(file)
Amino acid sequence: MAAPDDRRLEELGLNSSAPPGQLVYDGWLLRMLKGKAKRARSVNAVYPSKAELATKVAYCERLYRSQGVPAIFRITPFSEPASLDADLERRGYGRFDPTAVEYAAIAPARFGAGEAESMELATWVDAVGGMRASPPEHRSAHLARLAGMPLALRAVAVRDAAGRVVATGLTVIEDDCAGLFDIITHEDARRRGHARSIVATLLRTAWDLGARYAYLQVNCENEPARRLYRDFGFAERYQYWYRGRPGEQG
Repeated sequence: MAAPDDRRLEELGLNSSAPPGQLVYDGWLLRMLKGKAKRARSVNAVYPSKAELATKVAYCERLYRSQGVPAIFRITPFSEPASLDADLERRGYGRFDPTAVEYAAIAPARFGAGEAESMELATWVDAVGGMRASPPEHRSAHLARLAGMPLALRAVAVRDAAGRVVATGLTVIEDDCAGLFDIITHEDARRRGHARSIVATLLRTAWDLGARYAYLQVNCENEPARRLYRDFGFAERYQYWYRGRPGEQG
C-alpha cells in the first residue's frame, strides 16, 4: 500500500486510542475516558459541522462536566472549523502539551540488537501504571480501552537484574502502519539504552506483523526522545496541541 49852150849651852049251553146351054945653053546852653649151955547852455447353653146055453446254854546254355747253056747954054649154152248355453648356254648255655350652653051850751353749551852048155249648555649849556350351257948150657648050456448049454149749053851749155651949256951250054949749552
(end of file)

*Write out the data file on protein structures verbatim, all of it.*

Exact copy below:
Amino acid sequence: MAAPDDRRLEELGLNSSAPPGQLVYDGWLLRMLKGKAKRARSVNAVYPSKAELATKVAYCERLYRSQGVPAIFRITPFSEPASLDADLERRGYGRFDPTAVEYAAIAPARFGAGEAESMELATWVDAVGGMRASPPEHRSAHLARLAGMPLALRAVAVRDAAGRVVATGLTVIEDDCAGLFDIITHEDARRRGHARSIVATLLRTAWDLGARYAYLQVNCENEPARRLYRDFGFAERYQYWYRGRPGEQG
Repeated sequence: MAAPDDRRLEELGLNSSAPPGQLVYDGWLLRMLKGKAKRARSVNAVYPSKAELATKVAYCERLYRSQGVPAIFRITPFSEPASLDADLERRGYGRFDPTAVEYAAIAPARFGAGEAESMELATWVDAVGGMRASPPEHRSAHLARLAGMPLALRAVAVRDAAGRVVATGLTVIEDDCAGLFDIITHEDARRRGHARSIVATLLRTAWDLGARYAYLQVNCENEPARRLYRDFGFAERYQYWYRGRPGEQG
C-alpha cells in the first residue's frame, strides 16, 4: 500500500486510542475516558459541522462536566472549523502539551540488537501504571480501552537484574502502519539504552506483523526522545496541541 49852150849651852049251553146351054945653053546852653649151955547852455447353653146055453446254854546254355747253056747954054649154152248355453648356254648255655350652653051850751353749551852048155249648555649849556350351257948150657648050456448049454149749053851749155651949256951250054949749552